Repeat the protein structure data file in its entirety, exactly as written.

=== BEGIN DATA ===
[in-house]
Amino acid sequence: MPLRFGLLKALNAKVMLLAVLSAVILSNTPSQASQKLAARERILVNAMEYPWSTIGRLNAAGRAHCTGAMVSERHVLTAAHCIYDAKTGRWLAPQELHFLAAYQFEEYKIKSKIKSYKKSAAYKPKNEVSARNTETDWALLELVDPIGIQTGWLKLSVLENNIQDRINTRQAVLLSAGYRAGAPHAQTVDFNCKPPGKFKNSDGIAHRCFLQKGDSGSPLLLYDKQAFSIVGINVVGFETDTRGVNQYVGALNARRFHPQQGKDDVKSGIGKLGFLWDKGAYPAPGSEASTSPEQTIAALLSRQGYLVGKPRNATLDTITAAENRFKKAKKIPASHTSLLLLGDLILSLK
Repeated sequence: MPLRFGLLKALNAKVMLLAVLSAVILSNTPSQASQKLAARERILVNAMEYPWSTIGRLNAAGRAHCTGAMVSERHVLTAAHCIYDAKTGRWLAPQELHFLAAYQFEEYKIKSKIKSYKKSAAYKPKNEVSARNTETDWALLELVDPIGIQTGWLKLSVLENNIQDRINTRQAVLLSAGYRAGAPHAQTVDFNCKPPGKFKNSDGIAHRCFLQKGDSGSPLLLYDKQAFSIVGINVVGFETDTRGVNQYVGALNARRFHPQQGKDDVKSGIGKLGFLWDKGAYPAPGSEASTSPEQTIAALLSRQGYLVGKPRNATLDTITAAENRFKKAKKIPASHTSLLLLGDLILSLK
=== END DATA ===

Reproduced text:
[in-house]
Amino acid sequence: MPLRFGLLKALNAKVMLLAVLSAVILSNTPSQASQKLAARERILVNAMEYPWSTIGRLNAAGRAHCTGAMVSERHVLTAAHCIYDAKTGRWLAPQELHFLAAYQFEEYKIKSKIKSYKKSAAYKPKNEVSARNTETDWALLELVDPIGIQTGWLKLSVLENNIQDRINTRQAVLLSAGYRAGAPHAQTVDFNCKPPGKFKNSDGIAHRCFLQKGDSGSPLLLYDKQAFSIVGINVVGFETDTRGVNQYVGALNARRFHPQQGKDDVKSGIGKLGFLWDKGAYPAPGSEASTSPEQTIAALLSRQGYLVGKPRNATLDTITAAENRFKKAKKIPASHTSLLLLGDLILSLK
Repeated sequence: MPLRFGLLKALNAKVMLLAVLSAVILSNTPSQASQKLAARERILVNAMEYPWSTIGRLNAAGRAHCTGAMVSERHVLTAAHCIYDAKTGRWLAPQELHFLAAYQFEEYKIKSKIKSYKKSAAYKPKNEVSARNTETDWALLELVDPIGIQTGWLKLSVLENNIQDRINTRQAVLLSAGYRAGAPHAQTVDFNCKPPGKFKNSDGIAHRCFLQKGDSGSPLLLYDKQAFSIVGINVVGFETDTRGVNQYVGALNARRFHPQQGKDDVKSGIGKLGFLWDKGAYPAPGSEASTSPEQTIAALLSRQGYLVGKPRNATLDTITAAENRFKKAKKIPASHTSLLLLGDLILSLK